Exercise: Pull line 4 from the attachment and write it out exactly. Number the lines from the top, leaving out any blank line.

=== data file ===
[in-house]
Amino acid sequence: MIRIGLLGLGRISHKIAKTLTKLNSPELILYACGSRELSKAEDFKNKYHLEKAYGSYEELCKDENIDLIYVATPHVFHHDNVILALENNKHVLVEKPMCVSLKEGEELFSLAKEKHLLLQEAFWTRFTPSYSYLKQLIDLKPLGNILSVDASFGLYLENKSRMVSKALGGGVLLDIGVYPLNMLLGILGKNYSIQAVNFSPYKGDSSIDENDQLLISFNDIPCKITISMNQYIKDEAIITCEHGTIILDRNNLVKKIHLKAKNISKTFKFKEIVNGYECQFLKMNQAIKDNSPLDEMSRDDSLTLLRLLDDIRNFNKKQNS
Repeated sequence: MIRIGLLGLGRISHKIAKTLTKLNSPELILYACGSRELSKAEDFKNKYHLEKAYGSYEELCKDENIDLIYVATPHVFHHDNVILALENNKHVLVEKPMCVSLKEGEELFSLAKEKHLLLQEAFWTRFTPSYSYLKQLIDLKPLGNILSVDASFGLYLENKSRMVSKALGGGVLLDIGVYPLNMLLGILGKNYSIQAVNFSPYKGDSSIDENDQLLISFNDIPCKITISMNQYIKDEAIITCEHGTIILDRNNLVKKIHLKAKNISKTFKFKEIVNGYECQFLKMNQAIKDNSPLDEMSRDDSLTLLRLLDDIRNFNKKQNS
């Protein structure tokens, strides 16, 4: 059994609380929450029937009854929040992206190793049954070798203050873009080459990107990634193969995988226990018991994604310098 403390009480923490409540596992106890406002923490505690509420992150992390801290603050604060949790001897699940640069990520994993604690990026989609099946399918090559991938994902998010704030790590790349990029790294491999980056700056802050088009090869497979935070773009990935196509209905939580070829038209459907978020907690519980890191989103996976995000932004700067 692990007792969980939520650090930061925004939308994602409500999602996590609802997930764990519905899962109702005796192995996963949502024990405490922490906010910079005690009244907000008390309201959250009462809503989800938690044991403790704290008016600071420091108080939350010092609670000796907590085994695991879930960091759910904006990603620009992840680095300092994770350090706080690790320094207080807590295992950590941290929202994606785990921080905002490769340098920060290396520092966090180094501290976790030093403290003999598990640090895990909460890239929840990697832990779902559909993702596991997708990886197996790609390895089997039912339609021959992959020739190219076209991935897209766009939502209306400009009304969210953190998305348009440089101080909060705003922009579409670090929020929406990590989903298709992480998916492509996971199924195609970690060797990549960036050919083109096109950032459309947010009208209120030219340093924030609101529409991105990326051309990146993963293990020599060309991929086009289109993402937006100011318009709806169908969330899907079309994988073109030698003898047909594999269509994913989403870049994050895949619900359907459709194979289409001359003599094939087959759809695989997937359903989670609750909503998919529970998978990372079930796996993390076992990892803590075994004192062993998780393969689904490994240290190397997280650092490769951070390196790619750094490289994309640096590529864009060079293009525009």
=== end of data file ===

């Protein structure tokens, strides 16, 4: 059994609380929450029937009854929040992206190793049954070798203050873009080459990107990634193969995988226990018991994604310098 403390009480923490409540596992106890406002923490505690509420992150992390801290603050604060949790001897699940640069990520994993604690990026989609099946399918090559991938994902998010704030790590790349990029790294491999980056700056802050088009090869497979935070773009990935196509209905939580070829038209459907978020907690519980890191989103996976995000932004700067 692990007792969980939520650090930061925004939308994602409500999602996590609802997930764990519905899962109702005796192995996963949502024990405490922490906010910079005690009244907000008390309201959250009462809503989800938690044991403790704290008016600071420091108080939350010092609670000796907590085994695991879930960091759910904006990603620009992840680095300092994770350090706080690790320094207080807590295992950590941290929202994606785990921080905002490769340098920060290396520092966090180094501290976790030093403290003999598990640090895990909460890239929840990697832990779902559909993702596991997708990886197996790609390895089997039912339609021959992959020739190219076209991935897209766009939502209306400009009304969210953190998305348009440089101080909060705003922009579409670090929020929406990590989903298709992480998916492509996971199924195609970690060797990549960036050919083109096109950032459309947010009208209120030219340093924030609101529409991105990326051309990146993963293990020599060309991929086009289109993402937006100011318009709806169908969330899907079309994988073109030698003898047909594999269509994913989403870049994050895949619900359907459709194979289409001359003599094939087959759809695989997937359903989670609750909503998919529970998978990372079930796996993390076992990892803590075994004192062993998780393969689904490994240290190397997280650092490769951070390196790619750094490289994309640096590529864009060079293009525009």